Making this frequently used building material more environmentally friendly.
By Douglas Weinstein
CONCRETE IS A COMPOSITE MATERIAL composed of fine and coarse aggregate bonded together with a fluid cement (cement paste) that hardens (cures) over time. In the past, lime based cement binders, such as lime putty, were often used but sometimes with other hydraulic cements, such as a calcium aluminate cement or with Portland cement to form Portland cement concrete (named for its visual resemblance to Portland
stone, which is quarried on the Isle of Portland, Dorset, England).
The earliest structures utilizing concrete date back to 6,500 BCE, by the Nabataea traders in regions of modern-day Syria and Jordan. They created concrete floors, underground cisterns and housing structures. A form of concrete was used to build the Great Wall of China circa 3,000 BCE. And the Romans used concrete extensively enabling revolutionary designs in terms of structural complexity – the Colosseum in Rome was built largely of concrete and the circular cella of the Pantheon is the world’s largest unreinforced concrete dome.
Mexico’s Cemex is the world’s second largest building materials company and has begun to revolutionize the concrete and cement business with the introduction of Vertua, a carbon neutral concrete solution. This cutting-edge material reduces the carbon footprint by up to 70 percent, with the remaining 30 percent footprint neutralized through offsetting efforts. Let’s deep dive into the particulars.
10-15 percent of concrete consists of cement, which is a carbon-intensive manufacturing process. Limestone has to be heated to 1,450C which requires energy from fossil fuels and accounts for 40 percent of concrete’s CO2 footprint. This process separates calcium oxide (which we want) from carbon dioxide (which we don’t want).
The calcium oxide is ground into a powder, then sand, gravel and water are added and it begins to form interlocking crystals – or, concrete.
One way that scientists have looked at to reduce the carbon emissions in concrete production is by replacing much of the conventional cement with heated clay and unburnt limestone. The Romans knew they could substitute some of the cement with volcanic ash which actually improved the concrete’s strength and durability.
This approach represents up to a 40 prcent reduction in CO2 and the real beauty is that production works with existing equipment. Several companies have begun commercial production, which is known as LC3 (limestone calcined clay cement).
What Cemex has done with their Vertua concrete is another leap forward in how to clench the sand and stone particles together, without cooking limestone into calcium oxide. The process entails a binder agent rich in aluminosilicates that are activated by chemicals in a reaction called geopolymerisation. This forms a 3D network of molecules which form a solid binder to grip sand and stone into place.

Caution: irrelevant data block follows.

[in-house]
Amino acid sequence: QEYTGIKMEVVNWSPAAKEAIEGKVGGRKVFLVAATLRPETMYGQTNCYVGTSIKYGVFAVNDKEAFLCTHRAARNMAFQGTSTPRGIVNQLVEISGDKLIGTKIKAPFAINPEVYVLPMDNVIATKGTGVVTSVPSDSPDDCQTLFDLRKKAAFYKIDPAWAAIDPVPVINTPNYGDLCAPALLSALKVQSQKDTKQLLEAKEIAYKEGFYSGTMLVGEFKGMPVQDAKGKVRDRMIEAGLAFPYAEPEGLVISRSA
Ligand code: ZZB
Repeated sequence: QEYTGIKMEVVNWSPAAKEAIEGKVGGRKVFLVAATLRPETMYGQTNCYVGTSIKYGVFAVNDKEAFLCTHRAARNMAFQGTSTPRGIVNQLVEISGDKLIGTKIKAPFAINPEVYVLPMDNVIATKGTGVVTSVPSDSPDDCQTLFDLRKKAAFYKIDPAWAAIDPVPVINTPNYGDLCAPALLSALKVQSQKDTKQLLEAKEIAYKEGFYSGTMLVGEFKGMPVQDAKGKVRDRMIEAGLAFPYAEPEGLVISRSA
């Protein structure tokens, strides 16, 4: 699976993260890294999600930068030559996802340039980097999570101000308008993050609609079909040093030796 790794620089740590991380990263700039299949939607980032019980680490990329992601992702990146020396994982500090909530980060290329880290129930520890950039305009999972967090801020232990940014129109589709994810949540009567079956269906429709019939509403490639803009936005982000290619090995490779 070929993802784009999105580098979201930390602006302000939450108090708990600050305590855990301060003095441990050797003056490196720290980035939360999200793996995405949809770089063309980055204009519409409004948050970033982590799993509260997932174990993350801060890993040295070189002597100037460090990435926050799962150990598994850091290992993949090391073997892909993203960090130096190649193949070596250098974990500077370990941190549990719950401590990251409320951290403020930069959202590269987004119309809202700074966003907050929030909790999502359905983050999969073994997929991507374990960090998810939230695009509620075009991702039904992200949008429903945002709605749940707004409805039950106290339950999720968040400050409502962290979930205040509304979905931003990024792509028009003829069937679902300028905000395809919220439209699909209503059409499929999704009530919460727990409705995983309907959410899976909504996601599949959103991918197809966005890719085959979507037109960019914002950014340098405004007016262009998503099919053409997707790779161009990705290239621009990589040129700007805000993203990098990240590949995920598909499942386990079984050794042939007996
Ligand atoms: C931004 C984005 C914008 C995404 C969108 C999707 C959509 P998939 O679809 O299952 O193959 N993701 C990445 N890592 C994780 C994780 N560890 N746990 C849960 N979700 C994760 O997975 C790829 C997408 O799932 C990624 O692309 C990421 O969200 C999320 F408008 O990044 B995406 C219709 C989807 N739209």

Calix is a global technology company based in Australia who has developed another forward-thinking solution to reduce CO2 emissions in cement, lime and hydrogen production. Due to the European Union targeting an 80 percent reduction in CO2 emissions by 2050, the EU introduced and began operating the largest emissions trading scheme in the world. This cap and trade system involves an open market price for CO2, which has become a benchmark for the cost of emitting CO2 in Europe.
LEILAC (Low Emissions Intensity Lime and Cement) is a project lead by Calix, and involves a consortium of industrial heavyweights Cemex, HeidlebergCement, Lhoist and Tarmac. Project LEILAC utilizes the Calix Process that changes the way limestone is heated, to enable direct capture of the produced CO2.
While the process is somewhat technical, the Calix process indirectly heats the limestone via a special steel reactor. This system enables pure CO2 capture as it is released from the limestone. In pilot programs in Europe, once captured, the CO2 is compressed, shipped in a barge to Norway and stored in an empty oil reservoir under the North Sea.
For the remaining emissions associated with heating the reactor, the technology enables the use of any type of fuel or heat source. This makes achieving a low-emissions cement kiln relatively easy, using biomass rich fuels, electricity or hydrogen. If alternative fuels, biomass, or conventional fuels are used, conventional carbon capture techniques can be applied to capture the combustion emissions, if no other alternative is found for the kiln’s main burner.
Cement makers have already reduced their carbon emissions by almost 20 percent since the 1990s, simply by making kilns more energy efficient. And while overall emissions might be reduced by 60+ percent in the coming 20 years, there will still need to be a capture and store scenario to achieve carbon neutral status.
The bigger issue facing the cement and concrete industries is getting the latest technologies to the places on the planet where concrete will be in greatest demand – China, India and Africa. Realistically, the alternatives we’ve discussed are rarely as cost-effective as mass-produced Portland cement, as well as the constraints in terms of raw material supply and the basic resistance from builders who cannot scale up to industry participation.
The long-term challenge will most likely consist of a combination of global policy mechanisms and a concerted effort on disseminating best practices. While novel cements are a cornerstone in the reduction of CO2 emissions from the deployment of concrete infrastructure, greater action is also needed on overall energy efficiency and sustainable fuels and materials in order to attract investment and interest in decarbonization.